But Chandler suggests the safe haven and carry trade claims for explaining pre-crisis periods of weakness for the yen have not been examined closely. He says there are no signs that foreign investors have stepped up purchases of Japanese financial assets to back up the safe haven theory.
“Judging from currency futures, speculators also cannot be cited behind yen strength,” he says, noting that the gross long position as of the week ending July 17 was a modest 36,700 contracts. In early February, speculative gross positions were more than 85,000, a multi-year high, but they then fell to a multi-year low near 1,000 by the end of March.
“Japan is no longer the low interest rate country,” Chandler says. He adds that Japanese investors are continuing a strong preference for foreign fixed income investments over equities, with the recent four-week moving average of foreign portfolio investment near a two-year high.
Popplewell says that the yen and Swiss franc no longer are being relied upon for safe haven positioning. “The Swiss is tied to the euro at its 1.20 [peg], so the market cannot play that as a safe haven go to,” he says (see “No vacancy,” below). “With regard to yen, the market is very worried about the Ministry of Finance and the Bank of Japan,” which have been vocal and increasingly adamant about intervention in their currency.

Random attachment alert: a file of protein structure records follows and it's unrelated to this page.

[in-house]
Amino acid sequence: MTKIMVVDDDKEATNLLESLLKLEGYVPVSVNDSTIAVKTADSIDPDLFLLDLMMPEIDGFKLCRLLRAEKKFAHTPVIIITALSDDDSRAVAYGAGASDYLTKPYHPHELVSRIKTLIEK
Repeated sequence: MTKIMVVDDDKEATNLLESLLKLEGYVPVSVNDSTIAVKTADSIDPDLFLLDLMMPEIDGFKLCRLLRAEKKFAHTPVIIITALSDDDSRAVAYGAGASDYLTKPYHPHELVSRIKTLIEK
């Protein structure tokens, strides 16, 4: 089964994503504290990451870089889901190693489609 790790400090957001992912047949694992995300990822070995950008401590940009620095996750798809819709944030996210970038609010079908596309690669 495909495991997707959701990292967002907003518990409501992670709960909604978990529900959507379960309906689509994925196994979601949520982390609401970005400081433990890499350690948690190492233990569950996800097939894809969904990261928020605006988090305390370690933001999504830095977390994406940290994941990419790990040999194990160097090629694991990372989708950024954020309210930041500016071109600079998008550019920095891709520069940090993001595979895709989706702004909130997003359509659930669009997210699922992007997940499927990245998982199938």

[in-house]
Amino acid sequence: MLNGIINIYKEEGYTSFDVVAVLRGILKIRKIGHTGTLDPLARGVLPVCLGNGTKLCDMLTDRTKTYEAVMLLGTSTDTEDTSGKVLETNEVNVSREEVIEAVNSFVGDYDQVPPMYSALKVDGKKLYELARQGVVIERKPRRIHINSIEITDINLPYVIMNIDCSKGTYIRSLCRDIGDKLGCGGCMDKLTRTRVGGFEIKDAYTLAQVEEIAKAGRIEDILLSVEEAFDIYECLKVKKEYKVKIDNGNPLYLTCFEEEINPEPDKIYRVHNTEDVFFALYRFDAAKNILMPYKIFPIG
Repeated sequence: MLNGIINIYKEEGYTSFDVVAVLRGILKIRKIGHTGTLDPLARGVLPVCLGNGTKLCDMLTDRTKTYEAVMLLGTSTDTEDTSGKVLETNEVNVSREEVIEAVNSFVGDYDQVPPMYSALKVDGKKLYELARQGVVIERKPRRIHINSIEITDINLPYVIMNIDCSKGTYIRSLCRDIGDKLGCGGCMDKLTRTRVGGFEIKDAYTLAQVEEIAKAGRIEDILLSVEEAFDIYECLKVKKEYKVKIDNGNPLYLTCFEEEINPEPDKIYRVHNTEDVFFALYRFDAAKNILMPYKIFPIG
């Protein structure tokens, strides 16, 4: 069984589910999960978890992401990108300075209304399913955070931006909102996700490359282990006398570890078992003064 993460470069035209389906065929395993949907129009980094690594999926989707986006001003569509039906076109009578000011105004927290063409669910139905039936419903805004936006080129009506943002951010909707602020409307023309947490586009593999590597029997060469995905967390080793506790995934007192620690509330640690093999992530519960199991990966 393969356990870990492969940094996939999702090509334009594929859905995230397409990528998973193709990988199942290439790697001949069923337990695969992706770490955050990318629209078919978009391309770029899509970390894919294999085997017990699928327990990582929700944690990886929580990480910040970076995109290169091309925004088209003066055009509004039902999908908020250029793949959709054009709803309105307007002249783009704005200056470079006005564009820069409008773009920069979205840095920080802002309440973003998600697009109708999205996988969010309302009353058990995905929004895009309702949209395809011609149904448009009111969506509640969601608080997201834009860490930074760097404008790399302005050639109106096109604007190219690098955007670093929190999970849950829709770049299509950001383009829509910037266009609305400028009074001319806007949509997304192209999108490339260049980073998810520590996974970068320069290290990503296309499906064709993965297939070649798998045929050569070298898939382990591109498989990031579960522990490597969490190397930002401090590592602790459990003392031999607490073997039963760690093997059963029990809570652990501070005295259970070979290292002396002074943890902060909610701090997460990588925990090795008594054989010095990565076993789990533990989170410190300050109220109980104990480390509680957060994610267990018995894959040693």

Such intervention would have a negative portfolio impact, Popplewell says. He adds that “strapping on yen is somewhat of a dangerous scenario short-term” and that buying dollars remains more of a prudent play.
Analysts and traders say the so-called “commodity currencies” are now less tied to commodities than to overall world growth trends. “There’s a correlation between Canadian dollar, crude oil and the S&P or the Australian dollar and crude, although Australia is not a major exporter of crude,” Spivak says.
“Commodities have been keeping us on the defensive,” Floyd says, who notes that a weaker euro, weaker Aussie and weaker S&P all go together.
“If you can gauge with a high degree of certainty where the S&Ps are going vis-à-vis commodity prices — they tend to lead — it helps set us up in the currency market because all of these asset classes are closely tied. It’s what we call our version of intermarket analysis,” he says.
Floyd adds that the Turkish lira and Singapore dollar also are among safe haven currencies at times when the euro’s correlations against other major asset classes break down. “They’re not as impacted sometimes by the winds of the S&Ps and other major asset classes that drive currencies,” he says.
There are few true safe havens and fewer countries who want to take the import hit of a stronger currency.